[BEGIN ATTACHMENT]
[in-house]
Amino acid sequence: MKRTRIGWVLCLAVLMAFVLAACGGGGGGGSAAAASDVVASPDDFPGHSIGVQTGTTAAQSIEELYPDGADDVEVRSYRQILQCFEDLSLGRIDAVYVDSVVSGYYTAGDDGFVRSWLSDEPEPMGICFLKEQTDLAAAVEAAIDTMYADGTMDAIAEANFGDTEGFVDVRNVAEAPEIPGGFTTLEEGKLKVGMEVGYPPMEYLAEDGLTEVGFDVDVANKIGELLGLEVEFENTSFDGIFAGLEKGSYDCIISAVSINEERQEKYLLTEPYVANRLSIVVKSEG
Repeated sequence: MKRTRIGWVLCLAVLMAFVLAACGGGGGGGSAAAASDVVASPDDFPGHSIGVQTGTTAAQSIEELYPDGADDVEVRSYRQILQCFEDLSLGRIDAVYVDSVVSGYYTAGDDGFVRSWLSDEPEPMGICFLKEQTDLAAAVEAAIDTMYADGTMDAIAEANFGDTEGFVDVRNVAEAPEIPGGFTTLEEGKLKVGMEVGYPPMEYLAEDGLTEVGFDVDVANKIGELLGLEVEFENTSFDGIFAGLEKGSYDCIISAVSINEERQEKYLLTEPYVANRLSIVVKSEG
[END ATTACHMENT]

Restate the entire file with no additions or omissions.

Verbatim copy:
[in-house]
Amino acid sequence: MKRTRIGWVLCLAVLMAFVLAACGGGGGGGSAAAASDVVASPDDFPGHSIGVQTGTTAAQSIEELYPDGADDVEVRSYRQILQCFEDLSLGRIDAVYVDSVVSGYYTAGDDGFVRSWLSDEPEPMGICFLKEQTDLAAAVEAAIDTMYADGTMDAIAEANFGDTEGFVDVRNVAEAPEIPGGFTTLEEGKLKVGMEVGYPPMEYLAEDGLTEVGFDVDVANKIGELLGLEVEFENTSFDGIFAGLEKGSYDCIISAVSINEERQEKYLLTEPYVANRLSIVVKSEG
Repeated sequence: MKRTRIGWVLCLAVLMAFVLAACGGGGGGGSAAAASDVVASPDDFPGHSIGVQTGTTAAQSIEELYPDGADDVEVRSYRQILQCFEDLSLGRIDAVYVDSVVSGYYTAGDDGFVRSWLSDEPEPMGICFLKEQTDLAAAVEAAIDTMYADGTMDAIAEANFGDTEGFVDVRNVAEAPEIPGGFTTLEEGKLKVGMEVGYPPMEYLAEDGLTEVGFDVDVANKIGELLGLEVEFENTSFDGIFAGLEKGSYDCIISAVSINEERQEKYLLTEPYVANRLSIVVKSEG